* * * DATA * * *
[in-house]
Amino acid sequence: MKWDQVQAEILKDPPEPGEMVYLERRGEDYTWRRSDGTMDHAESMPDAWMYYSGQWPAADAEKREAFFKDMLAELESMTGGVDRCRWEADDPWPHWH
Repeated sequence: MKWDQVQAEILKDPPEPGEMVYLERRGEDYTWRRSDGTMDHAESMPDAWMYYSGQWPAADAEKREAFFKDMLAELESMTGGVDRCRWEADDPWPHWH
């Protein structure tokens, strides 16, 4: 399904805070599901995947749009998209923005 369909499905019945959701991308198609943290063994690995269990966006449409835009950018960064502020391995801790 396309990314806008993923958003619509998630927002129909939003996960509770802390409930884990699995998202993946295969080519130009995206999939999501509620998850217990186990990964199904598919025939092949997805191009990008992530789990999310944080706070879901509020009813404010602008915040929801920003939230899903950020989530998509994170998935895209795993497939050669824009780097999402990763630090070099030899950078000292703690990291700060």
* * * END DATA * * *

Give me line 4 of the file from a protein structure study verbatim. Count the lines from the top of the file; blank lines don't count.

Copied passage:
């Protein structure tokens, strides 16, 4: 399904805070599901995947749009998209923005 369909499905019945959701991308198609943290063994690995269990966006449409835009950018960064502020391995801790 396309990314806008993923958003619509998630927002129909939003996960509770802390409930884990699995998202993946295969080519130009995206999939999501509620998850217990186990990964199904598919025939092949997805191009990008992530789990999310944080706070879901509020009813404010602008915040929801920003939230899903950020989530998509994170998935895209795993497939050669824009780097999402990763630090070099030899950078000292703690990291700060």